5. Greenberg, J. (2002). Manage behavior in organizations. (3rd ed.). Upper Saddle River, NJ: Prentice Hall.
  6. Hahn, V. C., Binnewies, C., Sonnentag, S., & Mojza, E. J. (2011). Learning to recover from stress at work: effects of a recovery training program on recovery, recovery self-efficacy and well-being. Journal of Occupational Health Psychology, 16(2), 202 to 216. Extract from http://dx.doi.org.vanguard.idm.oclc.org/10.1037/a0022169
  7. Landsbergis, P. A., Grzywacz, J. G., & LaMontagne, A. D. (2012). Work organization, job insecurity and disparities in health at work. American Journal of Industrial Medicine, 57(5), 495 to 515. doi: 10.1002 / ajim.22126
  8. Siu, O. L., Cooper, C. L., & Phillips, D. R. (2014). Intervention studies on improving well-being at work, reducing burnout and improving recovery experiences among health workers and teachers in Hong Kong. International Journal of Stress Management, 21(1), 69 to 84. doi: 10.1037 / a0033291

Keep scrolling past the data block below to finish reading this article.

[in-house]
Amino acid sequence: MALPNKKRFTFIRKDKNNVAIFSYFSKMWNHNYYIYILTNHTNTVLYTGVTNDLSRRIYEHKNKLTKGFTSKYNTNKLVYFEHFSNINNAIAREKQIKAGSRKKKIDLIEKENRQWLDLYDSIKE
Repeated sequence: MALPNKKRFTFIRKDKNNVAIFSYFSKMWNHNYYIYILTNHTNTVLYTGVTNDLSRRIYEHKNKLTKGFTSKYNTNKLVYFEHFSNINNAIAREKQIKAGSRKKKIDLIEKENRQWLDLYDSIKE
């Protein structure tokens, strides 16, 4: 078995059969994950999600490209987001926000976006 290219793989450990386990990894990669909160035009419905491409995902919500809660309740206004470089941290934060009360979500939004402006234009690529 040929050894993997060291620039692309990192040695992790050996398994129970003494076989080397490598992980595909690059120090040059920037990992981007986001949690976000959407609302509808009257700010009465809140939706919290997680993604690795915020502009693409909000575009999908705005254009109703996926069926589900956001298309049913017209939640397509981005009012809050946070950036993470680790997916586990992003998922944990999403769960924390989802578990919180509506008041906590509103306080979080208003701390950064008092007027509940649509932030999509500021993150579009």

9. Sliter, K. A., Sinclair, R., Cheung, J., & McFadden, A. (2014). Initial evidence of the buffering effect of physical activity on the relationship between work stressors and individual outcomes. International Journal of Stress Management, 21(4) 348-360. doi: 10.1037 / a0038110
  10. Sonnentag, S., Ganster, D., and Perrewe, P. (ed.). (2009). Research on stress and well-being at work: recovery from stress at work. (Vol. 7). Bradford, West Yorkshire, GBR: Emerald Group Publishing Ltd.






© Copyright 2020 GoodTherapy.org. All rights reserved. Authorization to publish granted by Amy Quinn, MA, MS, LMFT, therapist in Newport Beach, California

The previous article was written only by the author named above. The views and opinions expressed are not necessarily shared by GoodTherapy.org. Questions or concerns regarding the previous article can be directed to the author or posted as a comment below.